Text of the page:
Nick Bamford is executive director at Informed Choice

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Comments

There are 9 comments at the moment, we would love to hear your opinion too.

  1. As ever, Nick is on the money. The bureaucrats appear to be winning. Main problem seems to be interpretation of checks and balances.

  2. Had similar issues with DB Scheme administrator. OTT. Yes I know they have 6 months to transfer but that does not mean that you have to take that long.
    There are too many people who spend too much time looking for problems and coming up with excessive and restrictive rules.

  3. I whole heartily agree, however, we live in a world where mistakes can “not” be made, some-one always “has” to be accountable and some-one has to “pay” the price, the island we live and work on, is no different, some may say a tad more bureaucratic… maybe ?

    Is it time for financial services workers to wear mandatory high viz jackets and hard hats, trained in waterboard tactics to aid us in obtaining every shred of information from said caller and make us identifiable to the passer by, this person can seriously damage your wealth ?

    We have come a long way from conducting things on the back of a fag packet…… but have things really changed ?… I am not convinced… in some ways I think its actually easier now to commit fraud and steal now….

    Entering from side of stage…… the CMC’s to clean up….

  4. Why not let the client contact the provider/platform and arrange their own withdrawal. After all most use these freedoms as an ATM.

    Personally I can’t see where being overcautious in this case is a bad thing.

  5. Ps Alternatively why not get the client to put the request in writing for the adviser to forward. (A form!) Surely the client is able to wait a week.

    • But Harry how can you be sure the letter is from the client? That the said bank account is that of the client. That the client hasn’t had a gun held to their head to force withdrawal. All these are “serious concerns” of providers. The fact that we have met or talked with the client is not sufficient. The fact that it is the client’s money is a factor that many seem to forget.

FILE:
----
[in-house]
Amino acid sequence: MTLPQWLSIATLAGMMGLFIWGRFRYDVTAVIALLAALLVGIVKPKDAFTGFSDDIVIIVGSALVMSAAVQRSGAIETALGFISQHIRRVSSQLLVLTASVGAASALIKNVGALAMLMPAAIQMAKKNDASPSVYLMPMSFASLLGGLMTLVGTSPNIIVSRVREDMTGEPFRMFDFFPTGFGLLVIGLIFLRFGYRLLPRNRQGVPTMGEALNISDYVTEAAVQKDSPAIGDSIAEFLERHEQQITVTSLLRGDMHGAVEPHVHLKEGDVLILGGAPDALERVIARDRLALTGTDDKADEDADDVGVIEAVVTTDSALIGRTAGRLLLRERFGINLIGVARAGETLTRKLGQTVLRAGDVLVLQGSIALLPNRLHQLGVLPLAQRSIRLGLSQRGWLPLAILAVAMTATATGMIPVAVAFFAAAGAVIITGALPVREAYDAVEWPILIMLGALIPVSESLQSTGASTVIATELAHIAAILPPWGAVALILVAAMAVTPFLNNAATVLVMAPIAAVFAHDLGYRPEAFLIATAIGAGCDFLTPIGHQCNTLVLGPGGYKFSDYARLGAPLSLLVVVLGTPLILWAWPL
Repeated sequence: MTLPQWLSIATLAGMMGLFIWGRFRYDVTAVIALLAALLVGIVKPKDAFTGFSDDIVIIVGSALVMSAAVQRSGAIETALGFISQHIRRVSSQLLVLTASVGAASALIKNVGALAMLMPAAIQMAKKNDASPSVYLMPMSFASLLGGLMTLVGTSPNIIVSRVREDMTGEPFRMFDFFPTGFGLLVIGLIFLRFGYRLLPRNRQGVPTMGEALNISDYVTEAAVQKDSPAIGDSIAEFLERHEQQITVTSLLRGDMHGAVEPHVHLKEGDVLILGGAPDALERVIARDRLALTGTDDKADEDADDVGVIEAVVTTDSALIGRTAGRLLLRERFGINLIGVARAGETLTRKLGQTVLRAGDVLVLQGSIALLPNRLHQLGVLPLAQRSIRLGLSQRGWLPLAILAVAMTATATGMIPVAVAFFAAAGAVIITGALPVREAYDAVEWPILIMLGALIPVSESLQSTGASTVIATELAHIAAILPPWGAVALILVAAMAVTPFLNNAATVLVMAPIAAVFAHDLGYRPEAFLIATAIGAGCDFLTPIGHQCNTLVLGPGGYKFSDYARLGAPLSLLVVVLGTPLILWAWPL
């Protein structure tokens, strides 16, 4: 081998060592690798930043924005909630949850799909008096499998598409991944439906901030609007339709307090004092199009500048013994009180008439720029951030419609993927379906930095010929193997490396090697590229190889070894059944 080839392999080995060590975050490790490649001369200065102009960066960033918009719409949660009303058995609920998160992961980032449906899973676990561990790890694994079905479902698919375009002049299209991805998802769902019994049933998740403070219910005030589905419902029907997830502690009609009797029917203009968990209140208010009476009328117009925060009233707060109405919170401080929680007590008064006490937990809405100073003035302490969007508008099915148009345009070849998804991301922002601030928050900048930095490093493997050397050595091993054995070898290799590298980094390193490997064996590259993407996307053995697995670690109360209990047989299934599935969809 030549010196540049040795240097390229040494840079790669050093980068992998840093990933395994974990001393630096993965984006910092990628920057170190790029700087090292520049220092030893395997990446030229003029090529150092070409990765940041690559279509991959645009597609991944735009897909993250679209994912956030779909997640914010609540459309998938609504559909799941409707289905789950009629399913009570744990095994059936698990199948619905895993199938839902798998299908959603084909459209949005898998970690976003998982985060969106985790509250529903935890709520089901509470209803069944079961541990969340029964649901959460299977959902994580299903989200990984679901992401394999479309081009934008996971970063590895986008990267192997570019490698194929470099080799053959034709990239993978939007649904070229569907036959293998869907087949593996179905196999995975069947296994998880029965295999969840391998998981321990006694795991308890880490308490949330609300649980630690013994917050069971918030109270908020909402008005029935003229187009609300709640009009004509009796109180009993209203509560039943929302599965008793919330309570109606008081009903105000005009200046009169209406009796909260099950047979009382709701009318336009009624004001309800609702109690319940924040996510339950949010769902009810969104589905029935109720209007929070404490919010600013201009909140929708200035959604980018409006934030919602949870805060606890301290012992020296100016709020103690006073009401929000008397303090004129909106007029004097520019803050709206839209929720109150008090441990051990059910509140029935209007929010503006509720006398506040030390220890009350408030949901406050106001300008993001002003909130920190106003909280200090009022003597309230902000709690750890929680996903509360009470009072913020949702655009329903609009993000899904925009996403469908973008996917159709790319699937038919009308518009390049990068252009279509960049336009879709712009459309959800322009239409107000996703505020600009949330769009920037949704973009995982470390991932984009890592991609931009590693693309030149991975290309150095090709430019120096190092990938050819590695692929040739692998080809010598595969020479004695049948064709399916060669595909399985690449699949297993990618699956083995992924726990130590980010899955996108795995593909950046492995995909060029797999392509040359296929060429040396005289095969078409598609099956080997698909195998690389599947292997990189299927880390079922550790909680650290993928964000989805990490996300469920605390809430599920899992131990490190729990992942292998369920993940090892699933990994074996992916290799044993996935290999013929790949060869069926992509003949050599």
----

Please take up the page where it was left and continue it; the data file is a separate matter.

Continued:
• Harry

      Thats exactly what they did. Client did sign and return the form to instruct the withdrawal. It had nothing to do with time sensitivity and everything to do with how many times do we need to check? Client meeting, advice confirmation, completed request form, and client bank statement.

      We need to protect clients from scammers but it is their money remember

      Nick

      I’m in favour of client protection but my point is how many times do we have to check this?

  6. Perhaps the real crux of the matter is what happens when a scam succeeds? And they do, probably more often than the average adviser thinks they do – most will see one or none. Platforms see them all and view the problem as a group not about an individual client.

    Perhaps advisers might think a little differently if they were always liable rather than the platform?

    • We would take the liability on if through fault of our own a client was scammed. That’s why we always follow the steps I have outlined such as never just accept an email instruction but speak to the client.

      Nick